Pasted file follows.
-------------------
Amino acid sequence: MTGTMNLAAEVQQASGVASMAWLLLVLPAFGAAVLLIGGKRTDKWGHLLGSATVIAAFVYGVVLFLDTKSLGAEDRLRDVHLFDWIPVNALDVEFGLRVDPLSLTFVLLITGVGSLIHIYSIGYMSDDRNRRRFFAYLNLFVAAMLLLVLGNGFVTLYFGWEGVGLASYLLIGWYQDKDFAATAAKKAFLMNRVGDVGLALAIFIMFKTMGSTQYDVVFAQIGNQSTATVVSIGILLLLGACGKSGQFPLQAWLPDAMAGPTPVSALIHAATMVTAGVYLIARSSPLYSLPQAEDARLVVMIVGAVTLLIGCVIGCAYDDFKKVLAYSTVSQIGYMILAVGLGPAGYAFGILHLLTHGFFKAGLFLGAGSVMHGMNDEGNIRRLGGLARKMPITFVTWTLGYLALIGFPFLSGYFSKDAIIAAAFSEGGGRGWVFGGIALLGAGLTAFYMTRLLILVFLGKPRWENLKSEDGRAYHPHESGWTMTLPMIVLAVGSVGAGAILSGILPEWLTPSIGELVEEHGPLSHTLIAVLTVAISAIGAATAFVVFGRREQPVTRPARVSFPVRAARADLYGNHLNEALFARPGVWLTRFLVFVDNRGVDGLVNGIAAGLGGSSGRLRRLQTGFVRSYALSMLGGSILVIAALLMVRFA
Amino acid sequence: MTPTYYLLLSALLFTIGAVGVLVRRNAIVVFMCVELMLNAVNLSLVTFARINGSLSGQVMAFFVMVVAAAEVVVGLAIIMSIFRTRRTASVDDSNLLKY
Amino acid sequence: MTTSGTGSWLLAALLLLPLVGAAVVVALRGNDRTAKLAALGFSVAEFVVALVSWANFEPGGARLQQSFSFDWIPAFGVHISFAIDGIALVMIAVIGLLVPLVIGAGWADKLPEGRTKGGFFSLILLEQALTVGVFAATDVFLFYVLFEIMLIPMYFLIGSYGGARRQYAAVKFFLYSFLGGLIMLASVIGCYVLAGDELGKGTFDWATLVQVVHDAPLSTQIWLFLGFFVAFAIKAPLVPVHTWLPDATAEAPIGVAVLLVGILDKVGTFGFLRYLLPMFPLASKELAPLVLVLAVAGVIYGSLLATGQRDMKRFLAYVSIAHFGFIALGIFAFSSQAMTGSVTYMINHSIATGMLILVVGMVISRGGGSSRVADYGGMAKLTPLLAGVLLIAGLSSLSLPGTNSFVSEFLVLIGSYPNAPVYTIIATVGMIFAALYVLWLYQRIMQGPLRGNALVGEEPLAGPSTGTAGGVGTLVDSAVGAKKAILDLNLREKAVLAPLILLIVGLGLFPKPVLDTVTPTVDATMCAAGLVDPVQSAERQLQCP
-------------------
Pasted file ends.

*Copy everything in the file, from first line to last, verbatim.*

Amino acid sequence: MTGTMNLAAEVQQASGVASMAWLLLVLPAFGAAVLLIGGKRTDKWGHLLGSATVIAAFVYGVVLFLDTKSLGAEDRLRDVHLFDWIPVNALDVEFGLRVDPLSLTFVLLITGVGSLIHIYSIGYMSDDRNRRRFFAYLNLFVAAMLLLVLGNGFVTLYFGWEGVGLASYLLIGWYQDKDFAATAAKKAFLMNRVGDVGLALAIFIMFKTMGSTQYDVVFAQIGNQSTATVVSIGILLLLGACGKSGQFPLQAWLPDAMAGPTPVSALIHAATMVTAGVYLIARSSPLYSLPQAEDARLVVMIVGAVTLLIGCVIGCAYDDFKKVLAYSTVSQIGYMILAVGLGPAGYAFGILHLLTHGFFKAGLFLGAGSVMHGMNDEGNIRRLGGLARKMPITFVTWTLGYLALIGFPFLSGYFSKDAIIAAAFSEGGGRGWVFGGIALLGAGLTAFYMTRLLILVFLGKPRWENLKSEDGRAYHPHESGWTMTLPMIVLAVGSVGAGAILSGILPEWLTPSIGELVEEHGPLSHTLIAVLTVAISAIGAATAFVVFGRREQPVTRPARVSFPVRAARADLYGNHLNEALFARPGVWLTRFLVFVDNRGVDGLVNGIAAGLGGSSGRLRRLQTGFVRSYALSMLGGSILVIAALLMVRFA
Amino acid sequence: MTPTYYLLLSALLFTIGAVGVLVRRNAIVVFMCVELMLNAVNLSLVTFARINGSLSGQVMAFFVMVVAAAEVVVGLAIIMSIFRTRRTASVDDSNLLKY
Amino acid sequence: MTTSGTGSWLLAALLLLPLVGAAVVVALRGNDRTAKLAALGFSVAEFVVALVSWANFEPGGARLQQSFSFDWIPAFGVHISFAIDGIALVMIAVIGLLVPLVIGAGWADKLPEGRTKGGFFSLILLEQALTVGVFAATDVFLFYVLFEIMLIPMYFLIGSYGGARRQYAAVKFFLYSFLGGLIMLASVIGCYVLAGDELGKGTFDWATLVQVVHDAPLSTQIWLFLGFFVAFAIKAPLVPVHTWLPDATAEAPIGVAVLLVGILDKVGTFGFLRYLLPMFPLASKELAPLVLVLAVAGVIYGSLLATGQRDMKRFLAYVSIAHFGFIALGIFAFSSQAMTGSVTYMINHSIATGMLILVVGMVISRGGGSSRVADYGGMAKLTPLLAGVLLIAGLSSLSLPGTNSFVSEFLVLIGSYPNAPVYTIIATVGMIFAALYVLWLYQRIMQGPLRGNALVGEEPLAGPSTGTAGGVGTLVDSAVGAKKAILDLNLREKAVLAPLILLIVGLGLFPKPVLDTVTPTVDATMCAAGLVDPVQSAERQLQCP